Subjects: Police raids; Religious Freedoms
FRAN KELLY: Earlier in the program, we were talking about the police raid yesterday on the home of political journalist, News Corp journalist Annika Smethurst. There's been widespread condemnation of that police raid. Police say they were seeking information regarding a story published in April last year, in which the journalist detailed Government plans for new powers for the Australian Signals Directorate. The Home Affairs Department and the Minister Peter Dutton say this investigation is a matter for the Australian Federal Police. Earlier we spoke with Centre Alliance Senator Rex Patrick, he's accusing the Coalition of using police to intimidate journalists, and he's questioning the timing of the raid.
REX PATRICK: The whole raid raises a number of questions. So for example, as you mentioned, the referral was 14 months ago. I'm very concerned that the timing of this is immediately after an election.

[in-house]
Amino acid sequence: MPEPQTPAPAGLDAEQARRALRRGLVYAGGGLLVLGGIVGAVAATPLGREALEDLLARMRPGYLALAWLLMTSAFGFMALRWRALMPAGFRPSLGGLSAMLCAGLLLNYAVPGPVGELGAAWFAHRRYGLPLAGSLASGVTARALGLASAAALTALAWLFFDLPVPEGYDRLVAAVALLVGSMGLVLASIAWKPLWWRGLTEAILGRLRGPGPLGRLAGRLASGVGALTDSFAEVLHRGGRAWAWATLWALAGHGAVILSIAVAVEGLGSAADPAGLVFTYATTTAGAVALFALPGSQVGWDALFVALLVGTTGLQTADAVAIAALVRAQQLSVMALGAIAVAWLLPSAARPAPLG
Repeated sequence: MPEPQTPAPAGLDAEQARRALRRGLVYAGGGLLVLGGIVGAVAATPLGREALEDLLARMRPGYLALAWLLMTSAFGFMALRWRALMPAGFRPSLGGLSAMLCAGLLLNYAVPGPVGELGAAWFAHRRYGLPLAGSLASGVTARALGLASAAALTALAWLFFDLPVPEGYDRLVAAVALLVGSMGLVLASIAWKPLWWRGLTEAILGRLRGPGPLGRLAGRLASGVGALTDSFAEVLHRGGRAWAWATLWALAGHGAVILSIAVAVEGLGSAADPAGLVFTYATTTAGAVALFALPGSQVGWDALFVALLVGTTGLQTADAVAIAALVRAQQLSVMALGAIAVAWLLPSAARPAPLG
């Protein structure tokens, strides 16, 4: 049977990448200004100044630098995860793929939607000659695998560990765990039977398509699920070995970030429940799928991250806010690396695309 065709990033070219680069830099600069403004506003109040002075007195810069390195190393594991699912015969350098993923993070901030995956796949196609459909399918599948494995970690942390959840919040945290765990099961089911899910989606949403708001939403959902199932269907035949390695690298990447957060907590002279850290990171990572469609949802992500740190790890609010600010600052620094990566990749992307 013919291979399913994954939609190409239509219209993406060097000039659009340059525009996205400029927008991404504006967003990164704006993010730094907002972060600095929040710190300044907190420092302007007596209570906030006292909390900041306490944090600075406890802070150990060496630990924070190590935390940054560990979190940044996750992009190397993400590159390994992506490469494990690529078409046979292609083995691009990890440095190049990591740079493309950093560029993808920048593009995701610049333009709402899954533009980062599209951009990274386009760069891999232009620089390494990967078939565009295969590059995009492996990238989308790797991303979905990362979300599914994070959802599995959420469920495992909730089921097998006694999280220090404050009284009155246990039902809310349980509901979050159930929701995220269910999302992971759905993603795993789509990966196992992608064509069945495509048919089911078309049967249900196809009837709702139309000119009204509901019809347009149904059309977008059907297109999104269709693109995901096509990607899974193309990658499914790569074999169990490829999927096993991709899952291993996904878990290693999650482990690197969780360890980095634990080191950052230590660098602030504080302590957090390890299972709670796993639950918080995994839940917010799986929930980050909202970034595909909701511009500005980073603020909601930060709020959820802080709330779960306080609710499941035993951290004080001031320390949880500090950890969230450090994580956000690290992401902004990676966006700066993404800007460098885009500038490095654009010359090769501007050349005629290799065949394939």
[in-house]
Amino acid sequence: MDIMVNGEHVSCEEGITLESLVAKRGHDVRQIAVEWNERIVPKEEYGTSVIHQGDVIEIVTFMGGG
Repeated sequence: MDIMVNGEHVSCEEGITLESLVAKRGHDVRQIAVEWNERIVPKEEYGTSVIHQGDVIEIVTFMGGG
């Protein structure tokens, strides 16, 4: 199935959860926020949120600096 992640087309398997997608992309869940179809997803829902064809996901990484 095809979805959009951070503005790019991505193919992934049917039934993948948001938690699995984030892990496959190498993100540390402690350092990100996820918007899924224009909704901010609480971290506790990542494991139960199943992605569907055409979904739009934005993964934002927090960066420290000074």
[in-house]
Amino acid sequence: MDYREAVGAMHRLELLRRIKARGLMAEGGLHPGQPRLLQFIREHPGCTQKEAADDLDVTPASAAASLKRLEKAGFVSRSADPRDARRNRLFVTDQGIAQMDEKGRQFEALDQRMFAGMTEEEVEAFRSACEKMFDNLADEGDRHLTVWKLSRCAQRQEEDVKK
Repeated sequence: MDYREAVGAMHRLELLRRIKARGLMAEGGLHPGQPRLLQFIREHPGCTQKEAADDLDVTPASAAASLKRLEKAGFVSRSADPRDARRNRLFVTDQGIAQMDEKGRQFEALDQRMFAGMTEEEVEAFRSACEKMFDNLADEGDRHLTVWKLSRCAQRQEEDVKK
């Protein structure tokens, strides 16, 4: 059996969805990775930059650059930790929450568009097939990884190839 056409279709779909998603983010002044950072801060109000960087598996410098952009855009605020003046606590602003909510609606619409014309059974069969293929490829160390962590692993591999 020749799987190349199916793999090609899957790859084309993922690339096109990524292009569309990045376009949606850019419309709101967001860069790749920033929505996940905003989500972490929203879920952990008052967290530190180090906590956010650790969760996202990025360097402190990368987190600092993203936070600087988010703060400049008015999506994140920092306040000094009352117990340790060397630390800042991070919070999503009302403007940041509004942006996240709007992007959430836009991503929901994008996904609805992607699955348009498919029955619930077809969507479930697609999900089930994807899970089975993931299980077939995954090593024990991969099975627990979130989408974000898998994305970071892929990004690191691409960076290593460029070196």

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FRAN KELLY: That's Senator Rex Patrick, joining us on Breakfast early this morning. That interview is available on our website.
Well, Christian Porter is the Federal Attorney-General. Attorney-General, welcome back to Breakfast.
CHRISTIAN PORTER: Thanks, Fran. Excuse the voice, touch of the flu.
FRAN KELLY: I understand. We're supposed to have a free press here in this country, why are the police raiding a journalist's home and staying there for seven and a half hours? All because she wrote a story the Government didn't like.
CHRISTIAN PORTER: Well perhaps I'll just first address the accusation from Senator Patrick that somehow the raid is a deliberate use of the Government to intimidate a journalist or that the timing of it has been structured by the government, or demanded, or required, or orchestrated by the Government. That is just utterly untrue. This is an investigation from the AFP, it is done completely independent of executive government, but I'm happy to answer what questions I can. But I haven't received yet a briefing on it myself. I had no idea it was going to happen, and that's because these matters are totally independent of the executive government.